Sunday, December 14, 2014

Randi Redmond Oster questions protocol

Back in April, Randi Redmond Oster sent me a copy of her book Questioning Protocol with the following inscription:

My mission is to help make this book obsolete in 10 years!  In the meantime, I hope it helps others navigate the system.

Well, I've finally had a chance to read the book, and it is excellent. The story told is much more than her son's experience with Crohn's disease.  It is a narrative about the the types of things that regularly happen in hospitals.  I'm not so much talking about medical errors, although those occur. No, this is more about a pervasive tendency of participants in the health care system, as noted by Helen Haskell:

“This was a system that was operating for its own benefit.” 

What she meant was that each person in the hospital was unthinkingly engaged in a series of tasks that had become disconnected from the underlying purpose of the hospital. They were driven by their inclinations and imperatives rather than by the patient’s needs. 

Doctors and nurses face an abundance of tasks every day, and they apply their energy, creativity, and experience to those tasks. But, they often neglect to connect with the patients and families whom they are treating. This is a not a case of bad intentions. Indeed, these folks are among the most well-intentioned people in the world.

Randi relates the story of a doctor's failure to contact her before giving the boy a drug, even though there was no emergent reason for doing so and even though the mother had clearly requested to be consulted on such matters:

"No, I did not contact you. I'm sorry. I did what we always do. Dr. Simmon told me you had an issue with steroids but he saw the pros and cons of administering them. Dr. Hughes and I agreed it was the best course of action."

A follow-up with Dr. Simmon occurs a few hours later:

"I spoke with Dr. Stark today and I understand your concern about steroids. I know you never met her before but she is my partner and I support her medical decision." He blurts this out, stating his position so clearly, that even with a bad [telephone] connection I hear him sharp. The tone in his voice seems like he is concerned about keeping a unified medical front, not about my son.

 "Doctor, Gary is not to have steroids until I understand the justification for taking them. Stop them immediately." I say it strong and clear.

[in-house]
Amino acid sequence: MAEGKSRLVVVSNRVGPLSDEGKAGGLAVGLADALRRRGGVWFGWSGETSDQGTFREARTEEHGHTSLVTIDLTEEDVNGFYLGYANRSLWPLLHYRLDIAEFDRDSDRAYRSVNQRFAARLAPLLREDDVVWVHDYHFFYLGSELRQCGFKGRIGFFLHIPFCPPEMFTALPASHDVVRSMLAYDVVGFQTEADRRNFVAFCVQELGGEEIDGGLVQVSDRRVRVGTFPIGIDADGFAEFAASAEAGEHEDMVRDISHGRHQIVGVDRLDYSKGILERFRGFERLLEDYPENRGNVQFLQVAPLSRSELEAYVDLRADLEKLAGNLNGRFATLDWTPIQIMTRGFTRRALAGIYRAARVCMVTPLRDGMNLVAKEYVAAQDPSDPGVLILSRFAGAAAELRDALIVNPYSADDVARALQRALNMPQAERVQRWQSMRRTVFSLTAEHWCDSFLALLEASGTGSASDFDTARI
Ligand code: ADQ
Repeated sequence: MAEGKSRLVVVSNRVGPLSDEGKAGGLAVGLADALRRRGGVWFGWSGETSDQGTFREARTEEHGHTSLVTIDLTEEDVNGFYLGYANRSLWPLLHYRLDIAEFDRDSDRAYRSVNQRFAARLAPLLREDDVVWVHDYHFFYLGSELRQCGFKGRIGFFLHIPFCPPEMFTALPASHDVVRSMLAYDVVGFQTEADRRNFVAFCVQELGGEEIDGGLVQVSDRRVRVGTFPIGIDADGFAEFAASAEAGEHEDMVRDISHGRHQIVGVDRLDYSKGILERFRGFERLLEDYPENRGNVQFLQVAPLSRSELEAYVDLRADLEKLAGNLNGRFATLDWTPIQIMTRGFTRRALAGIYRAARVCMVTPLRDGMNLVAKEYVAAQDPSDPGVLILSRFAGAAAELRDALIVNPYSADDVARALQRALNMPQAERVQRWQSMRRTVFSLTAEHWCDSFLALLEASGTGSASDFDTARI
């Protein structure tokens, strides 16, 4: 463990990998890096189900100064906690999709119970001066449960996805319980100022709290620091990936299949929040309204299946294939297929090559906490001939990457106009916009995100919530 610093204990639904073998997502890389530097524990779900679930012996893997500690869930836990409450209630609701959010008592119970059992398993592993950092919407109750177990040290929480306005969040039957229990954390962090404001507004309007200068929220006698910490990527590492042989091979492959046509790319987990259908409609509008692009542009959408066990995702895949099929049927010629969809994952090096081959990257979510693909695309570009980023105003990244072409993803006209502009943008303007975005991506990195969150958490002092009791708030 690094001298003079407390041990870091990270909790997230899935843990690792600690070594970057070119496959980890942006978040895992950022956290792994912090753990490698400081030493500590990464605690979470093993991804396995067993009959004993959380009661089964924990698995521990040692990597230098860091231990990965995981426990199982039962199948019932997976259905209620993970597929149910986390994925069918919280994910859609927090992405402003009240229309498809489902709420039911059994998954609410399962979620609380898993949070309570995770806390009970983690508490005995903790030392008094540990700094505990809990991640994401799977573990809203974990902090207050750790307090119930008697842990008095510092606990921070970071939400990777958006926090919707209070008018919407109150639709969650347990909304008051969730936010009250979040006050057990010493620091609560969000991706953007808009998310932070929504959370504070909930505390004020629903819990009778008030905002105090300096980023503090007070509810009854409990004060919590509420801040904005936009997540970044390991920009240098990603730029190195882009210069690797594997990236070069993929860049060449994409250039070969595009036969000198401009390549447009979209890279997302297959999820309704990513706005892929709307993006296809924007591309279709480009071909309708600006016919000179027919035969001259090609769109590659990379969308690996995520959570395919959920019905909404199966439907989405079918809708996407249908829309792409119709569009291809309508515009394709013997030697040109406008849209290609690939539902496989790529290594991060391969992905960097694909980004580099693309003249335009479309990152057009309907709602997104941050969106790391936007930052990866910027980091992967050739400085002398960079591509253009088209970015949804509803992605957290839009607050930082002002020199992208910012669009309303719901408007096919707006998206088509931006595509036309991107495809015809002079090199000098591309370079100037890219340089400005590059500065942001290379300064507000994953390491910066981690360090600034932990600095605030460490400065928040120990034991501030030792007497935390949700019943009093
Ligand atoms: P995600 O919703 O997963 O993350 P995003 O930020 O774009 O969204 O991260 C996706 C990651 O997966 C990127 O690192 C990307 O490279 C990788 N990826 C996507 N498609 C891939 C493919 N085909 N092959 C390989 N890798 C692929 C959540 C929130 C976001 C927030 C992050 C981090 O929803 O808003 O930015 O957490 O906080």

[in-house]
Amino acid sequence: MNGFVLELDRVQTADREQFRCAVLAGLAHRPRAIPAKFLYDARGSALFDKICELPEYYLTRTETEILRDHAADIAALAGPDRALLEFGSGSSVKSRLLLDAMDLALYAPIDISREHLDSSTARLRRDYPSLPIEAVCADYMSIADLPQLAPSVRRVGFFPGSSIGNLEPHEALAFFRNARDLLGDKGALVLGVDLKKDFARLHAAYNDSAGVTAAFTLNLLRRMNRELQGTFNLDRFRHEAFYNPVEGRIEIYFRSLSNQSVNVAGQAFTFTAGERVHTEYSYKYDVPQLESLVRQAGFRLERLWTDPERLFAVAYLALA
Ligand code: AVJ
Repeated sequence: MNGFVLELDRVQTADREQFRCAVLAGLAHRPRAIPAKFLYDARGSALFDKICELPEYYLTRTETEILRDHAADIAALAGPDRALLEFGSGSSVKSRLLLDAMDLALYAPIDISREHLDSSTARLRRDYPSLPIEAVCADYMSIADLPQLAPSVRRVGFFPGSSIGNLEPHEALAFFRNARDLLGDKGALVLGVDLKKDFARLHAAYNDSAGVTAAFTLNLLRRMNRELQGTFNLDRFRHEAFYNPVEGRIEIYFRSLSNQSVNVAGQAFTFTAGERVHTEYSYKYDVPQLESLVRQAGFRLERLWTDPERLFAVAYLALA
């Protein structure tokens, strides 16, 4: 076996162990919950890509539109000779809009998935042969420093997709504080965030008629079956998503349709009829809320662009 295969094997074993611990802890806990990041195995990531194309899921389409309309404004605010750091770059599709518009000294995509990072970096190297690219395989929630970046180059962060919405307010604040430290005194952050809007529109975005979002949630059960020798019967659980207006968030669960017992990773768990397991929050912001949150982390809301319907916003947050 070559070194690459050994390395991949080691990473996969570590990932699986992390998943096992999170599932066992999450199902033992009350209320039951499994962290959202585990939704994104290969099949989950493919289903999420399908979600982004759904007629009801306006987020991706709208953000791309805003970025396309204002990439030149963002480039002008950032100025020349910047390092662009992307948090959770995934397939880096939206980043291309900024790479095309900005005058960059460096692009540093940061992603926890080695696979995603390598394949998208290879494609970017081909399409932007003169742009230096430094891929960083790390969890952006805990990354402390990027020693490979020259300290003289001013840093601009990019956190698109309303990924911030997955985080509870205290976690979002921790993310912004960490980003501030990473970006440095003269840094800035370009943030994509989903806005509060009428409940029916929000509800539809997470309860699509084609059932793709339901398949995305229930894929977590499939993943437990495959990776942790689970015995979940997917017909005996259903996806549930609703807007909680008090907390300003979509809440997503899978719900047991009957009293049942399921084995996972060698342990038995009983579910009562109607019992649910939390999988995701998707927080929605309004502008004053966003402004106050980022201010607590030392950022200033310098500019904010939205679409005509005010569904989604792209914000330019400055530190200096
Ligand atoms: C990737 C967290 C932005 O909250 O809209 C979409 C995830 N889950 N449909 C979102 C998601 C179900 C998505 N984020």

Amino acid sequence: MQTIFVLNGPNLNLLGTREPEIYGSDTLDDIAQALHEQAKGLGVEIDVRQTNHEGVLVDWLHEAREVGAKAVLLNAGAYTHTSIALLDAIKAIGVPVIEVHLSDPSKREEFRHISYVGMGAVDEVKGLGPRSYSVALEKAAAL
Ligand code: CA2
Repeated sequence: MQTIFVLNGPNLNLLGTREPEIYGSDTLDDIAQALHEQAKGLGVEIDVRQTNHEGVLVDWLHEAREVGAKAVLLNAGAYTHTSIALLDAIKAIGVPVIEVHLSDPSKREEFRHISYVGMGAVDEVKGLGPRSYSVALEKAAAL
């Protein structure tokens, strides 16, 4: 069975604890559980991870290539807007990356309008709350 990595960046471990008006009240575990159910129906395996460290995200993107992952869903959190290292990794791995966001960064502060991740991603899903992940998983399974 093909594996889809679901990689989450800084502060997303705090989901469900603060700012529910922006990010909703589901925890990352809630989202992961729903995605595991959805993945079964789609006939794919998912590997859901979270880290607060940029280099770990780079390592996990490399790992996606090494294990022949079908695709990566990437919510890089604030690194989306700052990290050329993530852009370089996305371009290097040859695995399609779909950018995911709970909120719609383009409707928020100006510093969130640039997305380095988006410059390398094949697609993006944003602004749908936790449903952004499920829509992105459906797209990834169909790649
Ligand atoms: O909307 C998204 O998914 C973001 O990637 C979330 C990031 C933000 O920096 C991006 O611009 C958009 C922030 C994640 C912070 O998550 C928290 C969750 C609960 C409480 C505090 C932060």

The next day, Dr. Stark says:

"I spoke with Dr. Hughes and Dr. Simmon and since Gary is going to have surgery in three days and he can withstand the pain, he doesn't need steroids. We will not be giving them to him.

I don't think we can expect this kind of scenario to change.  Many in the profession are not ready to change, and they've not been trained to do so. Also, they face innumerable new pressures and obstacles to providing patient-driven care.

Randi learned this during her son's experiences in hospitals.  She therefore developed a series of approaches and techniques to help insert herself into the care regime.  She calls the book Questioning Protocol, and by trial and error, she learned how to do so in a manner that was less likely to cause clinicians to be defensive and upset.  She taught them how to become partners with the patient and his family.

After the episode above, she reports:

Things seem to change in the hospital from this point.  Clearly, they must have written in Gary's records that we are to be made aware of everything and given the opportunity to ask questions.

Now these strangers understand how we operate as a family. I understand they have a well-oiled machine they work in every day.  They move through the machine gears ducking and turning in synchronization with each other, sometimes forgetting that a newcomer might be terrified.  I think they believe that trust in the machine is essential. After all, they know they are the experts.

I feel as if the machine slows down for them when I try to get up to speed.  I see their frustration creep up.  They have other people to process.

The doctors are the first to say they do not have all the answers.  I realize maybe that's why they don't like the questions. But this experience reinforces my resolve: Unless it's life-threatening, I must STOP the machine and understand exactly what is happening.  I'm incorporating these new people into OUR team.

Each chapter of the book contains a portion of her family's narrative, but then ends with two or three or four concrete pieces of advice for people who finds themselves in the clutches of the health care system.  The advice is cogent and clear and helpful.

I highly recommend this book.  I don't think it will be obsolete, as Randi hopes, in ten years.  Buy it now for when you'll need it.  You will.


Unknown said...

Thank you for this book review! I will definitely pick up to read, doing research on these types of things for my own book and this was very helpful.

Al Lewis said...

This story rings true for those who have had loved ones hospitalized. Hospitalizations are one of those things that the harder you look, the more you find. Don't be afraid to question things and don't back down if you think you're right.